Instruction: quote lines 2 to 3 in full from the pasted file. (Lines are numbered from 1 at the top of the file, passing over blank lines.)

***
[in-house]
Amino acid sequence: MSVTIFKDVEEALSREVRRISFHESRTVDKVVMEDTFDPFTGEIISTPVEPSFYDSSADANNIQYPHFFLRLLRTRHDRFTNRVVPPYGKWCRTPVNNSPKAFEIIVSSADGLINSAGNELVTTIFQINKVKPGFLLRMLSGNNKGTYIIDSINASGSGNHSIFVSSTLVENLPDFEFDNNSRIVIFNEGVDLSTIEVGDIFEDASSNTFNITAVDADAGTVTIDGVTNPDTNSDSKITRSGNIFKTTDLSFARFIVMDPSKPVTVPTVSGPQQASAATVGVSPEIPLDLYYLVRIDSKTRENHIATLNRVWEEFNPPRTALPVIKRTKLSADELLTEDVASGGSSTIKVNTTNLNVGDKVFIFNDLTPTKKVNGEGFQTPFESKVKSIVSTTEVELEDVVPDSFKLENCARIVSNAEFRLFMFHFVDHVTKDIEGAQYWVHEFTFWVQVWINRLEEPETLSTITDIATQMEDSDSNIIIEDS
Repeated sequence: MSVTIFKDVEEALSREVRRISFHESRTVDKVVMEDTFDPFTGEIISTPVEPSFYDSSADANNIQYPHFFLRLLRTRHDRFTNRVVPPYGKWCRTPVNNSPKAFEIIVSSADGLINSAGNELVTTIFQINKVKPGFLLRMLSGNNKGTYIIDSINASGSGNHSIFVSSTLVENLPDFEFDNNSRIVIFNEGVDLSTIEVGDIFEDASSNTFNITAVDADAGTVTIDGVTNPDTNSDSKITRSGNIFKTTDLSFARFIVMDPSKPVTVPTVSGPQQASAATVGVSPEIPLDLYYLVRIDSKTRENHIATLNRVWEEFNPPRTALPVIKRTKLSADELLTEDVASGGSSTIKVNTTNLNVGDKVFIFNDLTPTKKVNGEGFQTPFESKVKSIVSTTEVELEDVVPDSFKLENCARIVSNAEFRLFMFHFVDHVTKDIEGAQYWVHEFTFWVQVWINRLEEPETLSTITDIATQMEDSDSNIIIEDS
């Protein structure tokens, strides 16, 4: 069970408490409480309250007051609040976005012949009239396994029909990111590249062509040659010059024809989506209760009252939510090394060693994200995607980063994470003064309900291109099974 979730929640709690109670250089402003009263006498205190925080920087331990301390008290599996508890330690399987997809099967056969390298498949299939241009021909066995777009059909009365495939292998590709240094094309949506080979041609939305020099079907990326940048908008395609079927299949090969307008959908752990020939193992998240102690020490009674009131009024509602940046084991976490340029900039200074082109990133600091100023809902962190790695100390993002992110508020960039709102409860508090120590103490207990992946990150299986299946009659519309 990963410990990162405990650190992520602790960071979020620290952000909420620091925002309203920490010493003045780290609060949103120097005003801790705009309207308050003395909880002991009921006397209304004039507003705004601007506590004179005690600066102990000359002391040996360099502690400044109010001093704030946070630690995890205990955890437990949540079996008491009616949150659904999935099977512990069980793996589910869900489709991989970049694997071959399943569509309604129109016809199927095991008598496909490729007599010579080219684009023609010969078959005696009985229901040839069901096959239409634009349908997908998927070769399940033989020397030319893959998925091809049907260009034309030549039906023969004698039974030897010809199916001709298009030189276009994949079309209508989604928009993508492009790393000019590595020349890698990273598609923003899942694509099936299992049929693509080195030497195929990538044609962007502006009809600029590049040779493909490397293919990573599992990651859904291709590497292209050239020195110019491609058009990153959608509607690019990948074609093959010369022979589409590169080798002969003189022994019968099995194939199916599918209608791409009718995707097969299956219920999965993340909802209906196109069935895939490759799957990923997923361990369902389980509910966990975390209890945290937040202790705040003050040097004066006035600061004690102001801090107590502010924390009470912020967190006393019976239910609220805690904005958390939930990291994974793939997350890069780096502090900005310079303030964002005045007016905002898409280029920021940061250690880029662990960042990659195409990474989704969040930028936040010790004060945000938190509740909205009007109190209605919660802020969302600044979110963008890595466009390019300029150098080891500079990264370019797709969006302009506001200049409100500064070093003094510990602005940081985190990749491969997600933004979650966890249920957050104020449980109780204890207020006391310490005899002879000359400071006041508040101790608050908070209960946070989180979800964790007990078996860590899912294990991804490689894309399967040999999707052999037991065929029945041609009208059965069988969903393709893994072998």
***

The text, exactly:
Amino acid sequence: MSVTIFKDVEEALSREVRRISFHESRTVDKVVMEDTFDPFTGEIISTPVEPSFYDSSADANNIQYPHFFLRLLRTRHDRFTNRVVPPYGKWCRTPVNNSPKAFEIIVSSADGLINSAGNELVTTIFQINKVKPGFLLRMLSGNNKGTYIIDSINASGSGNHSIFVSSTLVENLPDFEFDNNSRIVIFNEGVDLSTIEVGDIFEDASSNTFNITAVDADAGTVTIDGVTNPDTNSDSKITRSGNIFKTTDLSFARFIVMDPSKPVTVPTVSGPQQASAATVGVSPEIPLDLYYLVRIDSKTRENHIATLNRVWEEFNPPRTALPVIKRTKLSADELLTEDVASGGSSTIKVNTTNLNVGDKVFIFNDLTPTKKVNGEGFQTPFESKVKSIVSTTEVELEDVVPDSFKLENCARIVSNAEFRLFMFHFVDHVTKDIEGAQYWVHEFTFWVQVWINRLEEPETLSTITDIATQMEDSDSNIIIEDS
Repeated sequence: MSVTIFKDVEEALSREVRRISFHESRTVDKVVMEDTFDPFTGEIISTPVEPSFYDSSADANNIQYPHFFLRLLRTRHDRFTNRVVPPYGKWCRTPVNNSPKAFEIIVSSADGLINSAGNELVTTIFQINKVKPGFLLRMLSGNNKGTYIIDSINASGSGNHSIFVSSTLVENLPDFEFDNNSRIVIFNEGVDLSTIEVGDIFEDASSNTFNITAVDADAGTVTIDGVTNPDTNSDSKITRSGNIFKTTDLSFARFIVMDPSKPVTVPTVSGPQQASAATVGVSPEIPLDLYYLVRIDSKTRENHIATLNRVWEEFNPPRTALPVIKRTKLSADELLTEDVASGGSSTIKVNTTNLNVGDKVFIFNDLTPTKKVNGEGFQTPFESKVKSIVSTTEVELEDVVPDSFKLENCARIVSNAEFRLFMFHFVDHVTKDIEGAQYWVHEFTFWVQVWINRLEEPETLSTITDIATQMEDSDSNIIIEDS